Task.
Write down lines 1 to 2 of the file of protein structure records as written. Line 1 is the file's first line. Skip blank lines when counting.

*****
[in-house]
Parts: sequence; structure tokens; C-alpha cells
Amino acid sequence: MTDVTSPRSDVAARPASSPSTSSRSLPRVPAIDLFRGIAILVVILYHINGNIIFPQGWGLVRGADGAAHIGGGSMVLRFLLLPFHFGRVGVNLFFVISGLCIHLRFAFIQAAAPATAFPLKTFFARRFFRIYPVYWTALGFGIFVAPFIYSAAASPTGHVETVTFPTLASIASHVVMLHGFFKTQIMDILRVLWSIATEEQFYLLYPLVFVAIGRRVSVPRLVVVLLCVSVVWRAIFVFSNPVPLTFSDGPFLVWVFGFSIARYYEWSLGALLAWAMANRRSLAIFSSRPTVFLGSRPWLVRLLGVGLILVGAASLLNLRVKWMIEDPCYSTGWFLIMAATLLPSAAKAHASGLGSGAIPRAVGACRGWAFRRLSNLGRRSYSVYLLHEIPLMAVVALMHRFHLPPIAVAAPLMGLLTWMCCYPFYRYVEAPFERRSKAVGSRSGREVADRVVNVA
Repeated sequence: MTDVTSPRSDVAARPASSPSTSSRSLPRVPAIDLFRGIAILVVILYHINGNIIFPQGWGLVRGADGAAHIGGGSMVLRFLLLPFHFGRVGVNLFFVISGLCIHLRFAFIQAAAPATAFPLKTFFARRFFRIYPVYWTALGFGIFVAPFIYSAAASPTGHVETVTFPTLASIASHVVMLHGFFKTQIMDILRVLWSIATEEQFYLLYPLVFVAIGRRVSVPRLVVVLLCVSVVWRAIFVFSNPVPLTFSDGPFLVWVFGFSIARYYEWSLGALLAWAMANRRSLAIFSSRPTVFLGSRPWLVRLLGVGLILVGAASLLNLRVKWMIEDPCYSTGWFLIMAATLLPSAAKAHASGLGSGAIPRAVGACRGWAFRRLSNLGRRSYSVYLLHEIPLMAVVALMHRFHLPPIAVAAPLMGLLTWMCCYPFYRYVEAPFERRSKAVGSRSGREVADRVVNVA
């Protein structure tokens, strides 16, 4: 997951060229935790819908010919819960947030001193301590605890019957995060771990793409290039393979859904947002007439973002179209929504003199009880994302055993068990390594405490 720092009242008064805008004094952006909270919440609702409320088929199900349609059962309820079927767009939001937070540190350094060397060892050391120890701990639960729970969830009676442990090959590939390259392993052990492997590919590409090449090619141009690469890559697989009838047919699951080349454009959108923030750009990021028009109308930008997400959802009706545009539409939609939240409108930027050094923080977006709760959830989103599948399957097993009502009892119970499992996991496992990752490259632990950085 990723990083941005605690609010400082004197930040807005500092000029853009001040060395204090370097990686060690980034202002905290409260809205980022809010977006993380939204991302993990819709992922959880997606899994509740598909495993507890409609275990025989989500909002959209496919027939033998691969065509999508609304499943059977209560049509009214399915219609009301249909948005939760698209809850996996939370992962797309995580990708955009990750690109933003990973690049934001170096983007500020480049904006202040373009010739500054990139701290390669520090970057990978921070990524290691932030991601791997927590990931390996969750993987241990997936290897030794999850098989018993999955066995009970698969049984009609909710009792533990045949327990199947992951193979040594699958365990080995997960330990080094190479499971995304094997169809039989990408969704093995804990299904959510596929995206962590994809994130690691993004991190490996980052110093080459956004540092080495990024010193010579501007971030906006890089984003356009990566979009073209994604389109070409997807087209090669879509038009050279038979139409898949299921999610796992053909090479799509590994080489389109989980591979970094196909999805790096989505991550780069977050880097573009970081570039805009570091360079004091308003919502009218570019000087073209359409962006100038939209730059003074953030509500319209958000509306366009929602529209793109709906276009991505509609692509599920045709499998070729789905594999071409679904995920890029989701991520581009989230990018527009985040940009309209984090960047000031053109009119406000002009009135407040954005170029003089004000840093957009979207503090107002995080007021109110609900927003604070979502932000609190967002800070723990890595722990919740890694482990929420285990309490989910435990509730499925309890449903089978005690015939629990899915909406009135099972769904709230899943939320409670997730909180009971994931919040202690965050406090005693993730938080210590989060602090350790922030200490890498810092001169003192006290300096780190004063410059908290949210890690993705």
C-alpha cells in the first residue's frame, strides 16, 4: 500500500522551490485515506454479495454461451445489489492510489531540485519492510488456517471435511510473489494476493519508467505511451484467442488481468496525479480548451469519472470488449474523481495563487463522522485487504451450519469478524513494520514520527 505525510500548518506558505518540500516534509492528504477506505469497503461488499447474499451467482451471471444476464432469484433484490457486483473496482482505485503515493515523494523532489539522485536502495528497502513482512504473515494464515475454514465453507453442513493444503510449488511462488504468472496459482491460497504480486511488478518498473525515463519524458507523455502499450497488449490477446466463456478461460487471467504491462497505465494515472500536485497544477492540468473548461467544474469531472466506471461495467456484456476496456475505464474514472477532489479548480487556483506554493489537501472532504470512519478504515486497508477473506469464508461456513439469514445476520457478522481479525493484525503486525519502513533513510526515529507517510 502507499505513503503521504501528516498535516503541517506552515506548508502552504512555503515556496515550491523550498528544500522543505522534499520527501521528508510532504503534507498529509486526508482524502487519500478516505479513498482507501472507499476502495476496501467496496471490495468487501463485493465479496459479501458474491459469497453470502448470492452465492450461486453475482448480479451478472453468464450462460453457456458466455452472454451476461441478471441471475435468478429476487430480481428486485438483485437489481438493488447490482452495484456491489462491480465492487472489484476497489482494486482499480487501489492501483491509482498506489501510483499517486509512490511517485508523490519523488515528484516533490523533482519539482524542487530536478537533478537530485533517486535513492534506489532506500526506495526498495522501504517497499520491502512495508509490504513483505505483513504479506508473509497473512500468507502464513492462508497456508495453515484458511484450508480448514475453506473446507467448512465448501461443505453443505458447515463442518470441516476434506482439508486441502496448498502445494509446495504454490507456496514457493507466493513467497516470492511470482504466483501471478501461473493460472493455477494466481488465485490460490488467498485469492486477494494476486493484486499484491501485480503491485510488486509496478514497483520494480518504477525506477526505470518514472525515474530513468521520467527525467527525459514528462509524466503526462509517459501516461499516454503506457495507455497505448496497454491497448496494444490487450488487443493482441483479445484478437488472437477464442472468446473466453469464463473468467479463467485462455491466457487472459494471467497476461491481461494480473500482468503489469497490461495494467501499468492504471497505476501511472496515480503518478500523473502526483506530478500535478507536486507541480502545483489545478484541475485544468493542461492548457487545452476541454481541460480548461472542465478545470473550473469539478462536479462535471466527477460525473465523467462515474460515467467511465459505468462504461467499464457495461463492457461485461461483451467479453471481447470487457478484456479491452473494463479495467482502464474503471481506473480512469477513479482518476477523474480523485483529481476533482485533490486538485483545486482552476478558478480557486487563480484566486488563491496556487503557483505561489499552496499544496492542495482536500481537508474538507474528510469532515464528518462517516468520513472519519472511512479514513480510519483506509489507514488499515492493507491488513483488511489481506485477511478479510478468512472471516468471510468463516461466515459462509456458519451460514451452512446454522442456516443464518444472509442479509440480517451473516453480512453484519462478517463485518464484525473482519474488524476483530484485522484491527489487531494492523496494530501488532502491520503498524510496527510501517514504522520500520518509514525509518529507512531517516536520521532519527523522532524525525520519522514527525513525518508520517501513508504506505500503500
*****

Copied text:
[in-house]
Parts: sequence; structure tokens; C-alpha cells